In 1941, students of the art club of Asahikawa Teachers' School were arrested by the Special Higher Police in the "Life Drawing Case". The series looks at the incident that occurred 80 years ago through the lives of two people living in the present.
Kentaro Takahashi’s photobook “A Red Hat” follows the current lives of Ryoichi Hishiya and Goro Matsumoto. 98 and 99 years old respectively, we are allowed intimate glimpses into their habits, interests, ailments, the paintings they draw, books they read, and the past that unites them.
On September 20, 1941, Hishiya, Matsumoto and other students of the Asahikawa Teachers’ School were arrested by the Special Higher Police.
Under the guidance of Masago Kumada, the art students learned not to draw pictures following textbook orders but to observe reality and society and draw based on their own conclusions and observations. They were arrested on suspicion of violating the Peace Preservation Law, accused of criticizing the state and spreading anti-Japanese ideology, and held in prison for years.
None of the paintings they created were seen again; all that remained were black-and- white photographs of the works.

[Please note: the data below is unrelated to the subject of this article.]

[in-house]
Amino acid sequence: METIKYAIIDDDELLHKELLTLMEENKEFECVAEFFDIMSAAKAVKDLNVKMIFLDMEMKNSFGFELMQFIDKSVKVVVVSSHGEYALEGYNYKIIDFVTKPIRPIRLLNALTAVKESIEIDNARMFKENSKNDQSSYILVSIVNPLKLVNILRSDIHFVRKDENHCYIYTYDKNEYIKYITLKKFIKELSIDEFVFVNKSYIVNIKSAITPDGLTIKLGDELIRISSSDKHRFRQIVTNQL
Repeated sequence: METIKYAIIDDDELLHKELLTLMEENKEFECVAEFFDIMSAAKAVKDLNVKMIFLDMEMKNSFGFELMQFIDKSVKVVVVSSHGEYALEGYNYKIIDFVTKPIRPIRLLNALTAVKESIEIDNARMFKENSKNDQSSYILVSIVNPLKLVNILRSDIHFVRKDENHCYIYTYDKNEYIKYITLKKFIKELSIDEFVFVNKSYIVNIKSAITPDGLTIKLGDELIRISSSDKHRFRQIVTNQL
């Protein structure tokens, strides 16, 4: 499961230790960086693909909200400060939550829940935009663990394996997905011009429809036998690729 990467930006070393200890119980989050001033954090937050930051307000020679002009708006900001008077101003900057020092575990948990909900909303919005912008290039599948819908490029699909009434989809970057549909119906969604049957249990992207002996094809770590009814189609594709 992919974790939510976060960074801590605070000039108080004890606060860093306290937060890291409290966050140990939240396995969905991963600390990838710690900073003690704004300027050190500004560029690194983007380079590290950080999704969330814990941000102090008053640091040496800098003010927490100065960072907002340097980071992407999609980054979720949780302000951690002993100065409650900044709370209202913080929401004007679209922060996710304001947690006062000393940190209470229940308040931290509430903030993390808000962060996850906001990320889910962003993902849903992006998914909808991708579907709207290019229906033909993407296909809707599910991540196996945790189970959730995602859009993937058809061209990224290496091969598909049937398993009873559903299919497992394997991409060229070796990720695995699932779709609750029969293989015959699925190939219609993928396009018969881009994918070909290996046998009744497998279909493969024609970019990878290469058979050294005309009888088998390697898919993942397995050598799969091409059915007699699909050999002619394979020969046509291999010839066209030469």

Takahashi’s quiet, questioning photographic series is supplemented in the book by other materials from the "past" that they kept in their archives, and long, detailed historical essays, into the case and its background and others (all texts included in Japanese and English translation).
Now that the "anti-terror conspiracy law" has been enacted in japan 2017, the photographs of the two men, who were arrested for violating the "Peace Preservation Law" just for drawing daily life scenes, may provide us with something to think about today's situation and life. It is a book of photographs with many questions in the quiet pages.

A RED HAT / Kentaro Takahashi

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